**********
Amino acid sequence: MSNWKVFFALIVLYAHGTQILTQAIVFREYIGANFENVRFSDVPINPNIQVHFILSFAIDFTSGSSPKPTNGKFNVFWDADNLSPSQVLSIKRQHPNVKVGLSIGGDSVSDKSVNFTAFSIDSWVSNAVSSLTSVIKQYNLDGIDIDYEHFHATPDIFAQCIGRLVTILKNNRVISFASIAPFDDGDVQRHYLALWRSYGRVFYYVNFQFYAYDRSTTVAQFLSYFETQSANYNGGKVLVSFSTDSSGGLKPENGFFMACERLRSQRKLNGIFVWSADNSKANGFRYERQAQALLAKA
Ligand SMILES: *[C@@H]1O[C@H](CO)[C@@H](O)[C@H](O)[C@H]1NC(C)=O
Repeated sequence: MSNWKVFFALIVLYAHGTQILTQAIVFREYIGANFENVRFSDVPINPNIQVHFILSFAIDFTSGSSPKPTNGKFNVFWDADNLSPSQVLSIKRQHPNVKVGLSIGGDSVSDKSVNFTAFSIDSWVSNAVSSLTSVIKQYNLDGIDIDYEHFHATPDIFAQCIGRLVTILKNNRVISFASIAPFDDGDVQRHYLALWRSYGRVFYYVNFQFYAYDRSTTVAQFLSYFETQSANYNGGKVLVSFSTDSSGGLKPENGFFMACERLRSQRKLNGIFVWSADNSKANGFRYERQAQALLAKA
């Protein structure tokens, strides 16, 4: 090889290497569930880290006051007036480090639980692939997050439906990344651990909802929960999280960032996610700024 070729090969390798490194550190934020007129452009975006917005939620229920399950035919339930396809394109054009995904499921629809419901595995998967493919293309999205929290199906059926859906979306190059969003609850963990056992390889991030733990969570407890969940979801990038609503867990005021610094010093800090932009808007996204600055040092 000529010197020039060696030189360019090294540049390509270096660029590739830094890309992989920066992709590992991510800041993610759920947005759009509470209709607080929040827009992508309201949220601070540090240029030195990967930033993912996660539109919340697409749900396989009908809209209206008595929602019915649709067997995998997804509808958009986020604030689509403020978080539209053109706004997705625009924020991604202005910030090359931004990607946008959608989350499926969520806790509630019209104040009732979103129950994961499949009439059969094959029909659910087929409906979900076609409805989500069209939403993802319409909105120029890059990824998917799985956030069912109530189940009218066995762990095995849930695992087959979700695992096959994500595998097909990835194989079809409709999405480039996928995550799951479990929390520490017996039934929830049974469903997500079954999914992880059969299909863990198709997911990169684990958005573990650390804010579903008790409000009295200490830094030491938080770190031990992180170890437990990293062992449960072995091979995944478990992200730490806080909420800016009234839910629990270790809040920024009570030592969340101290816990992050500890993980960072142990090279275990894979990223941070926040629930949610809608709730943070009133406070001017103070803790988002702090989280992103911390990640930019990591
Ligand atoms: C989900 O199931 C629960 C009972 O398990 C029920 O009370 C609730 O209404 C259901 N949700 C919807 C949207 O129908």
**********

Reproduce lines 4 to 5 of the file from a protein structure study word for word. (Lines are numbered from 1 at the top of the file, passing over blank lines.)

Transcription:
């Protein structure tokens, strides 16, 4: 090889290497569930880290006051007036480090639980692939997050439906990344651990909802929960999280960032996610700024 070729090969390798490194550190934020007129452009975006917005939620229920399950035919339930396809394109054009995904499921629809419901595995998967493919293309999205929290199906059926859906979306190059969003609850963990056992390889991030733990969570407890969940979801990038609503867990005021610094010093800090932009808007996204600055040092 000529010197020039060696030189360019090294540049390509270096660029590739830094890309992989920066992709590992991510800041993610759920947005759009509470209709607080929040827009992508309201949220601070540090240029030195990967930033993912996660539109919340697409749900396989009908809209209206008595929602019915649709067997995998997804509808958009986020604030689509403020978080539209053109706004997705625009924020991604202005910030090359931004990607946008959608989350499926969520806790509630019209104040009732979103129950994961499949009439059969094959029909659910087929409906979900076609409805989500069209939403993802319409909105120029890059990824998917799985956030069912109530189940009218066995762990095995849930695992087959979700695992096959994500595998097909990835194989079809409709999405480039996928995550799951479990929390520490017996039934929830049974469903997500079954999914992880059969299909863990198709997911990169684990958005573990650390804010579903008790409000009295200490830094030491938080770190031990992180170890437990990293062992449960072995091979995944478990992200730490806080909420800016009234839910629990270790809040920024009570030592969340101290816990992050500890993980960072142990090279275990894979990223941070926040629930949610809608709730943070009133406070001017103070803790988002702090989280992103911390990640930019990591
Ligand atoms: C989900 O199931 C629960 C009972 O398990 C029920 O009370 C609730 O209404 C259901 N949700 C919807 C949207 O129908």